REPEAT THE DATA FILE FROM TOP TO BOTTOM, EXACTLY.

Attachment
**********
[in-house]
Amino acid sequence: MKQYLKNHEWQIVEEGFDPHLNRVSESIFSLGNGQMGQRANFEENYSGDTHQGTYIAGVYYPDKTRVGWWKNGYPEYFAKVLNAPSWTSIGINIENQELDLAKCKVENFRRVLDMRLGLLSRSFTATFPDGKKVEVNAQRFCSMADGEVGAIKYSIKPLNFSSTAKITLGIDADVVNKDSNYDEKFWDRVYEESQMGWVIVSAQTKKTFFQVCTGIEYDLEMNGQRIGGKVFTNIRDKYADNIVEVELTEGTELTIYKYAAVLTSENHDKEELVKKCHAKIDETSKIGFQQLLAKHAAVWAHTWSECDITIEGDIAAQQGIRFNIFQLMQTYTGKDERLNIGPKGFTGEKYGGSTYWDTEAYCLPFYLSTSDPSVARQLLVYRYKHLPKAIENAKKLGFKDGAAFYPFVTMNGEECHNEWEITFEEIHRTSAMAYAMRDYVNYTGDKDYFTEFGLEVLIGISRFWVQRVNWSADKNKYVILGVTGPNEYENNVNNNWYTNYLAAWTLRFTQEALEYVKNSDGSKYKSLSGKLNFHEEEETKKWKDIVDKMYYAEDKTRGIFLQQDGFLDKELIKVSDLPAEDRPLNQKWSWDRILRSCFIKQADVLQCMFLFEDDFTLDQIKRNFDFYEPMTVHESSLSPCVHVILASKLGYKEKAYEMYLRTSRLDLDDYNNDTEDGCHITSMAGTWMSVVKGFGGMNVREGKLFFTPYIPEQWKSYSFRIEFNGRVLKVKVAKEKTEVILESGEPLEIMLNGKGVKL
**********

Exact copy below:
[in-house]
Amino acid sequence: MKQYLKNHEWQIVEEGFDPHLNRVSESIFSLGNGQMGQRANFEENYSGDTHQGTYIAGVYYPDKTRVGWWKNGYPEYFAKVLNAPSWTSIGINIENQELDLAKCKVENFRRVLDMRLGLLSRSFTATFPDGKKVEVNAQRFCSMADGEVGAIKYSIKPLNFSSTAKITLGIDADVVNKDSNYDEKFWDRVYEESQMGWVIVSAQTKKTFFQVCTGIEYDLEMNGQRIGGKVFTNIRDKYADNIVEVELTEGTELTIYKYAAVLTSENHDKEELVKKCHAKIDETSKIGFQQLLAKHAAVWAHTWSECDITIEGDIAAQQGIRFNIFQLMQTYTGKDERLNIGPKGFTGEKYGGSTYWDTEAYCLPFYLSTSDPSVARQLLVYRYKHLPKAIENAKKLGFKDGAAFYPFVTMNGEECHNEWEITFEEIHRTSAMAYAMRDYVNYTGDKDYFTEFGLEVLIGISRFWVQRVNWSADKNKYVILGVTGPNEYENNVNNNWYTNYLAAWTLRFTQEALEYVKNSDGSKYKSLSGKLNFHEEEETKKWKDIVDKMYYAEDKTRGIFLQQDGFLDKELIKVSDLPAEDRPLNQKWSWDRILRSCFIKQADVLQCMFLFEDDFTLDQIKRNFDFYEPMTVHESSLSPCVHVILASKLGYKEKAYEMYLRTSRLDLDDYNNDTEDGCHITSMAGTWMSVVKGFGGMNVREGKLFFTPYIPEQWKSYSFRIEFNGRVLKVKVAKEKTEVILESGEPLEIMLNGKGVKL